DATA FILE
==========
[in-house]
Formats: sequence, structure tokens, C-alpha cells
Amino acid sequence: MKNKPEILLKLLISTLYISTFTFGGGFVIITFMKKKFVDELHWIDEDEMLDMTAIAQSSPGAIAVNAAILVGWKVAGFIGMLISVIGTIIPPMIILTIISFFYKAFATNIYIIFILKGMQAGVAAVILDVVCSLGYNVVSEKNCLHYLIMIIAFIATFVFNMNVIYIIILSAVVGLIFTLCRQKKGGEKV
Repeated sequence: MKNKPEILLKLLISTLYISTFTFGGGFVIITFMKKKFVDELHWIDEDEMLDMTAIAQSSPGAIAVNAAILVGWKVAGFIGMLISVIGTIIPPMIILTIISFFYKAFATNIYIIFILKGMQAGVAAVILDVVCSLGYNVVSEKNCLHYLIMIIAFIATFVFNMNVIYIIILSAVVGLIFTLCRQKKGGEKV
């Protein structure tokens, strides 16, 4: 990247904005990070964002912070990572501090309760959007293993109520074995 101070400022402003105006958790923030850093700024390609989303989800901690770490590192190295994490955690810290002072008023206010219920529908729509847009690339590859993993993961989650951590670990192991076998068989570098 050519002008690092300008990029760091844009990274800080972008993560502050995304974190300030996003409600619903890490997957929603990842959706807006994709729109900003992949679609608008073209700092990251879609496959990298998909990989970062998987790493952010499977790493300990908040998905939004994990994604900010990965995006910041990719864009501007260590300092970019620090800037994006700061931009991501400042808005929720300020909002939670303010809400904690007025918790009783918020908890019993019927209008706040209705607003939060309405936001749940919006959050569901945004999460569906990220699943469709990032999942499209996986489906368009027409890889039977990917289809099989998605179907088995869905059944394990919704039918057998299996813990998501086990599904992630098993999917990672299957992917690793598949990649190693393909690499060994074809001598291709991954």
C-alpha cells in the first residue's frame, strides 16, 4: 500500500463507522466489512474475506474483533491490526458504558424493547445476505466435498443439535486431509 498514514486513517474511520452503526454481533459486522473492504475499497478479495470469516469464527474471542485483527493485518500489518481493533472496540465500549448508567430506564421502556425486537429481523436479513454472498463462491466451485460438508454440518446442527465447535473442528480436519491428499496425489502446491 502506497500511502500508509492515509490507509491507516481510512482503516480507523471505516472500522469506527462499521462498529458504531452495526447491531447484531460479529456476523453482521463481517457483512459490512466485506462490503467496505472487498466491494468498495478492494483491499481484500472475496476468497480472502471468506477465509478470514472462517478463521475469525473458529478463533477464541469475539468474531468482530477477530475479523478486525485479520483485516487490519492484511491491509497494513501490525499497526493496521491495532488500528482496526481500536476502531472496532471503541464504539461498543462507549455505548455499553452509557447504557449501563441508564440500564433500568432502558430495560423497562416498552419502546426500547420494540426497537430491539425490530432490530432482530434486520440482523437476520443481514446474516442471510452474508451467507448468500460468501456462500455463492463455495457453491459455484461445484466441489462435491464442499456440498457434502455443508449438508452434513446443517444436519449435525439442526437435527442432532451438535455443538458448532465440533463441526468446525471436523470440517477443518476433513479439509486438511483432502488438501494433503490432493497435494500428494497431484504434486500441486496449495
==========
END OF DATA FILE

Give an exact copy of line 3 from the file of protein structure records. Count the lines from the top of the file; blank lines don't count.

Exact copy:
Amino acid sequence: MKNKPEILLKLLISTLYISTFTFGGGFVIITFMKKKFVDELHWIDEDEMLDMTAIAQSSPGAIAVNAAILVGWKVAGFIGMLISVIGTIIPPMIILTIISFFYKAFATNIYIIFILKGMQAGVAAVILDVVCSLGYNVVSEKNCLHYLIMIIAFIATFVFNMNVIYIIILSAVVGLIFTLCRQKKGGEKV